$cas=Get-ClientAccessService

$cas.name | % {Invoke-Command -ComputerName $_ -ScriptBlock {Restart-Service MSExchangeServiceHost -Force}}

To verify that the MSExchangeServiceHost service is at Running state on all Mailbox servers, run the next command:

$cas.name | % {Get-Service MSExchangeServiceHost}

  • Verify Outlook connectivity using Kerberos:

There are a few ways to verify that Outlook is connected using Kerberos authentication.
As a first step, we can use the Klist, which Displays a list of currently cached Kerberos tickets.
From CMD or PowerShell, run the Klist command:

We can see that there are 2 tickets (in our example), one for each SPN that was associated with the ASA computer account:

  • http/mail.contoso.com

This is only part of the testing and not necessarily can verify that Outlook will be able to connect.
We need to verify that Outlook was really connected using Negotiate authentication (Kerberos).

To so do, we should examine the HttpProxy logs on every Mailbox server and search for Negotiate.
The HttpProxy logs are located at the Exchange’s installation path, by default it would be located at:
C:\Program files\Microsoft\Exchange Server\V15\Logging\HttpProxy

  • In the next example, we will examine the Mapi protocol logging directory:

Searching the log for Negotiate, will show that Administrator was logged to his mailbox using Negotiate authentication:

  • In the next example, we will examine the Autodiscover logging directory:

In the next example, we will examine the OAB (Offline Address Book) logging directory:

Rollback / Turn off Kerberos authentication

In case that from some reason Kerberos authentication needs to be turned off, There are simple steps that need to be done:

  • Remove the ASA credentials from the Mailbox servers.

If SPN doesn’t exist, Outlook will not try to authenticate using Kerberos and will fall back to NTLM.

Remove the ASA credentials from the Mailbox servers by running the following command:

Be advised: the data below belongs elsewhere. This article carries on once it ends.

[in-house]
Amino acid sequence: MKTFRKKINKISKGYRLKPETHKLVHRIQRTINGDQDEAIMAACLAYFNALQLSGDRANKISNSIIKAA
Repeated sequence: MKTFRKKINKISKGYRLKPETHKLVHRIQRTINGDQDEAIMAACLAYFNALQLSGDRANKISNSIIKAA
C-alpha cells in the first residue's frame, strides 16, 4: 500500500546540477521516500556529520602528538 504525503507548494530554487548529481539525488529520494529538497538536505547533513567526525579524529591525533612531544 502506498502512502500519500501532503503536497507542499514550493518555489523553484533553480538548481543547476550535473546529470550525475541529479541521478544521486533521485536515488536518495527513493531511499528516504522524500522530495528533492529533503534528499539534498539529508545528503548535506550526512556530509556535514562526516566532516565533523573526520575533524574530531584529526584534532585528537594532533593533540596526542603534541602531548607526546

Set-ClientAccessService con-ex2019-n1 -RemoveAlternateServiceAccountCredentials

In order to remove the ASA credentials from all Mailbox servers, run the next command:

Get-ClientAccessService | Set-ClientAccessService -RemoveAlternateServiceAccountCredentials

Remove the SPNs used by Exchange from the ASA computer account can be done by running the following commands, for every SPN that was registered with the ASA:

Setspn -D http/mail.contoso.com contoso\EXCHASA$

Setspn -D http/autodiscover.contoso.com contoso\EXCHASA$

In order to verify that the actions completed successfully, run the following command for every SPN you are using (in our example mail.contoso.com & autodiscover.contoso.com)

Setspn -F -Q http/mail.contoso.com

You should get an output similar to the output in the above screenshot:
No Such SPN Found

  • Although you don’t have to do this immediately, you should restart all client computers to clear the Kerberos ticket cache from the computer.

Conclusion

Configuring Kerberos authentication with Exchange servers is relatively very simple and has a lot of benefits like better security while connecting clients to Exchange and reducing the load from Domain Controllers and Exchange servers from authentication perspective.
Rolling back is also relatively simple and can be done without any service interruption.

During the last 13 years, I'm working as a Senior Customer Succes Engineer (former PFE) at Microsoft. My areas of expertise are Exchange, Powershell & Azure.